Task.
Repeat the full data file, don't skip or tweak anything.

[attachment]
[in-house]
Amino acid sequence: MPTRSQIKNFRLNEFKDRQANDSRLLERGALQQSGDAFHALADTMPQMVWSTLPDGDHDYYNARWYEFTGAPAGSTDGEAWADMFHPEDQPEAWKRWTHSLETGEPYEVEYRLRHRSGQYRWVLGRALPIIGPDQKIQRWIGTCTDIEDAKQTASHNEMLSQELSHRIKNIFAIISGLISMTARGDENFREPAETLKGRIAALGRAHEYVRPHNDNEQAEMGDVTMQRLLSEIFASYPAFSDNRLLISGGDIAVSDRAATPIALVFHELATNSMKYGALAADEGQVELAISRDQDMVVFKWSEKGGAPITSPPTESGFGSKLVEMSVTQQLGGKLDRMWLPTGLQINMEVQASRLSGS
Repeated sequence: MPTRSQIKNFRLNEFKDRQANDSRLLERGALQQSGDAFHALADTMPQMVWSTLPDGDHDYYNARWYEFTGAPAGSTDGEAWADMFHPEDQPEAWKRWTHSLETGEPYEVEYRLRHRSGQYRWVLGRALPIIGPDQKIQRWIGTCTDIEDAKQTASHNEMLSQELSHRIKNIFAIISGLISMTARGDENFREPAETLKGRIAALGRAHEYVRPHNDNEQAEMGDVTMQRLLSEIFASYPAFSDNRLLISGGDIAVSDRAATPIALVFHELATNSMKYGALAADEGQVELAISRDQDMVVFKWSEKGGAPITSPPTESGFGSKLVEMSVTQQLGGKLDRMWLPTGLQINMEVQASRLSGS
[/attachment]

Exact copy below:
[in-house]
Amino acid sequence: MPTRSQIKNFRLNEFKDRQANDSRLLERGALQQSGDAFHALADTMPQMVWSTLPDGDHDYYNARWYEFTGAPAGSTDGEAWADMFHPEDQPEAWKRWTHSLETGEPYEVEYRLRHRSGQYRWVLGRALPIIGPDQKIQRWIGTCTDIEDAKQTASHNEMLSQELSHRIKNIFAIISGLISMTARGDENFREPAETLKGRIAALGRAHEYVRPHNDNEQAEMGDVTMQRLLSEIFASYPAFSDNRLLISGGDIAVSDRAATPIALVFHELATNSMKYGALAADEGQVELAISRDQDMVVFKWSEKGGAPITSPPTESGFGSKLVEMSVTQQLGGKLDRMWLPTGLQINMEVQASRLSGS
Repeated sequence: MPTRSQIKNFRLNEFKDRQANDSRLLERGALQQSGDAFHALADTMPQMVWSTLPDGDHDYYNARWYEFTGAPAGSTDGEAWADMFHPEDQPEAWKRWTHSLETGEPYEVEYRLRHRSGQYRWVLGRALPIIGPDQKIQRWIGTCTDIEDAKQTASHNEMLSQELSHRIKNIFAIISGLISMTARGDENFREPAETLKGRIAALGRAHEYVRPHNDNEQAEMGDVTMQRLLSEIFASYPAFSDNRLLISGGDIAVSDRAATPIALVFHELATNSMKYGALAADEGQVELAISRDQDMVVFKWSEKGGAPITSPPTESGFGSKLVEMSVTQQLGGKLDRMWLPTGLQINMEVQASRLSGS